What No One Dares to Tell You About Whitewater Rafting

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Earlier this week, I enjoyed my first father-son whitewater trip with U.S. Rafting in West Forks, Maine. My 11-year-old daredevil is wearing the blue helmet. I’m the grimacing guy with the red helmet and yellow oar.

Although every photograph shows me snarling, I loved the experience and felt it provided just enough of an adrenaline rush. The Class III and IV rapids on the Upper Kennebec River almost tossed me from the boat a few times, so I fully respect the power of nature and feel no need to graduate to their “Extreme Whitewater Adventures.”

If you double click on the pic below, you’ll see that the guy is the black helmet is smiling for the camera. Absolutely insane that he could be posing for photos while our fate depends on the power of his paddling.

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U.S. Rafting is a smaller, newer outfit that often gets overshadowed by Northern Outdoors, the dominant player in Maine — and the company that gave me my first rafting experience in college. Don’t be turned off by their amateurish, lackluster website — or the horrific font in their logo — the U.S. Rafting guides are top notch.

Below, you can only see my yellow oar. These must have been the rapids that knocked my glasses off my face, despite being secured by Croakies!

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All the rapids have cutesy nicknames like “Rock Garden,” “Big Mama,” and “Magic Falls.” They all look the same to me when I’m paddling.

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One of the most surreal experiences was learning how to time my strokes with the rise and fall of the whitewater. Several times I went to dig deep into the water and I’d be swatting at air.  See below:

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Apparently, the rapids are either afraid of Don, our guide, or there is a force shield around him:

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One of the big surprises for me was that you do not sit down in the middle of the raft. You sit on the sides and twist your body around to paddle. It’s counter-intuitive, but leaning out toward the water and putting your weight into your stroke helps keep you in the boat. There were a few times when I chose not to believe the physics and grabbed the safety rope when I thought I was about to be hurled into the abyss.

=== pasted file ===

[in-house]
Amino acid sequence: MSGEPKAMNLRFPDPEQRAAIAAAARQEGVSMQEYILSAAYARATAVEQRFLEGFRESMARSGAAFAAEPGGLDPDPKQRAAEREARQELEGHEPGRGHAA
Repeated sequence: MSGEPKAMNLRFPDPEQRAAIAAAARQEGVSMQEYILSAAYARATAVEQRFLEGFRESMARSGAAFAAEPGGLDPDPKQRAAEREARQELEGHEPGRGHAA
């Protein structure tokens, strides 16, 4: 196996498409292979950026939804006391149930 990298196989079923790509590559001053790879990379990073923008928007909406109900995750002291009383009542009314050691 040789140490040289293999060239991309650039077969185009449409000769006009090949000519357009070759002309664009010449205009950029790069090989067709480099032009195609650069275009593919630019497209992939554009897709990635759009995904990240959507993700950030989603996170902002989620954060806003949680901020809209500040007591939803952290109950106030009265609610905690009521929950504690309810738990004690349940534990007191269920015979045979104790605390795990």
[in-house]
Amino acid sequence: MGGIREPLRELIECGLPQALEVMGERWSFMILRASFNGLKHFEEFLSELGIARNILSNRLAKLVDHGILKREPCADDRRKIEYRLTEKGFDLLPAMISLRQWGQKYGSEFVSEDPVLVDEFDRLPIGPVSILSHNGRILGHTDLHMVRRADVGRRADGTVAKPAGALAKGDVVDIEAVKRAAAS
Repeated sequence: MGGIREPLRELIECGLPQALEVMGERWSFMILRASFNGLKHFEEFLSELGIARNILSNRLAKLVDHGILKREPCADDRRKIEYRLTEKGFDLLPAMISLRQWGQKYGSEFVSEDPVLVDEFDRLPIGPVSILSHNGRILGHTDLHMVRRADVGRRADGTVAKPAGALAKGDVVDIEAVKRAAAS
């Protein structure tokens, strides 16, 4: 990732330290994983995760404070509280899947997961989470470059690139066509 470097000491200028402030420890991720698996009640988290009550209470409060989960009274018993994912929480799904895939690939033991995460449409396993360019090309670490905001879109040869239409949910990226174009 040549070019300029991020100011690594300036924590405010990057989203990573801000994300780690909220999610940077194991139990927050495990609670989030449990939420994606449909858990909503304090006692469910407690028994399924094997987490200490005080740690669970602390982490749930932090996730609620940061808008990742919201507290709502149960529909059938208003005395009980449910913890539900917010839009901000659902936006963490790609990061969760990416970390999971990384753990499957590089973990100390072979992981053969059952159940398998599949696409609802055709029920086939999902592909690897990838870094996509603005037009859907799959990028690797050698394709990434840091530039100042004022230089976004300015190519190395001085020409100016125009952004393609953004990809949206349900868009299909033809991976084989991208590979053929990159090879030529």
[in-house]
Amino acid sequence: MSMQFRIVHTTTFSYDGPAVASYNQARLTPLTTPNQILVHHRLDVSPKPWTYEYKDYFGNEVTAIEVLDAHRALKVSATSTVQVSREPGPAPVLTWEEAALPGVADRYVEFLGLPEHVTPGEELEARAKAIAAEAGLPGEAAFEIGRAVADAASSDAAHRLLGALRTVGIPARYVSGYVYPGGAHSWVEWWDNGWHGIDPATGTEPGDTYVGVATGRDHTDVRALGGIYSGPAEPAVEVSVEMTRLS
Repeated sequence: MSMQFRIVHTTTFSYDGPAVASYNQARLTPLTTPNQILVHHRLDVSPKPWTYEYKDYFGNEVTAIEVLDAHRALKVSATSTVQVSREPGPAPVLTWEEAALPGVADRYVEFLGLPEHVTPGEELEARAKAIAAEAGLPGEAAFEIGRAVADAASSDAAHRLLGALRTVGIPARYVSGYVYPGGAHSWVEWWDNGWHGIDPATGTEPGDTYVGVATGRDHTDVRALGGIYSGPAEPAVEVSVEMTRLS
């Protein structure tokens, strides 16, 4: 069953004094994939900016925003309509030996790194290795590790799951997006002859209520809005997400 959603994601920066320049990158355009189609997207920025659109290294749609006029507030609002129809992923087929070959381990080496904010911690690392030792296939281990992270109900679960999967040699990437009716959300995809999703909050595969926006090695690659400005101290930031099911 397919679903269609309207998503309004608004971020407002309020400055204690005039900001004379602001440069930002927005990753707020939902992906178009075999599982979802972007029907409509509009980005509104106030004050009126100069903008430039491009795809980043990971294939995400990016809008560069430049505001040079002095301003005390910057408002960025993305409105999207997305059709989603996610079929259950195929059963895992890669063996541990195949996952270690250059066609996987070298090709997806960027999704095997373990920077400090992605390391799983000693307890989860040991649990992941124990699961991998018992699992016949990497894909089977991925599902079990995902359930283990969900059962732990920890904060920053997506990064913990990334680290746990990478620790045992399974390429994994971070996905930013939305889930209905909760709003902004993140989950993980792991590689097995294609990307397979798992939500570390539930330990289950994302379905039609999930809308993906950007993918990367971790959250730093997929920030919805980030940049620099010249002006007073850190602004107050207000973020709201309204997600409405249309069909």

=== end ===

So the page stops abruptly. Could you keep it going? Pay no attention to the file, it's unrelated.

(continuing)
This three-hour or so trip was far more physically demanding than I expected. I knew my arms would be sore from paddling, but it was really my torso that took a beating. I felt like I was a baseball catcher, not allowed to stand up for the entire game, while twisting my body 180 degrees like an owl.

In a canoe or kayak, the paddling position is more natural and it is much easier to get a power stroke. I wish I had been taking yoga for at least a year before I signed up for this trip. It’s now four days later and I’m still feeling soreness in muscles I didn’t know existed. No pain in the arms — just all torso, or “the core” as you exercise enthusiasts call it. I felt privileged to have only five people in the boat instead of 10 when we did the rapids. But maybe that doubled the soreness, too.

Best part of the trip?  Jumping out of the raft and letting the current sweep me down river.  Will definitely be coming back to the Kennebec next summer. Would be awesome to fill an entire boat next time with family and friends!

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Feeling Triumphant — A fist pump to celebrate not being thrown from the boat!

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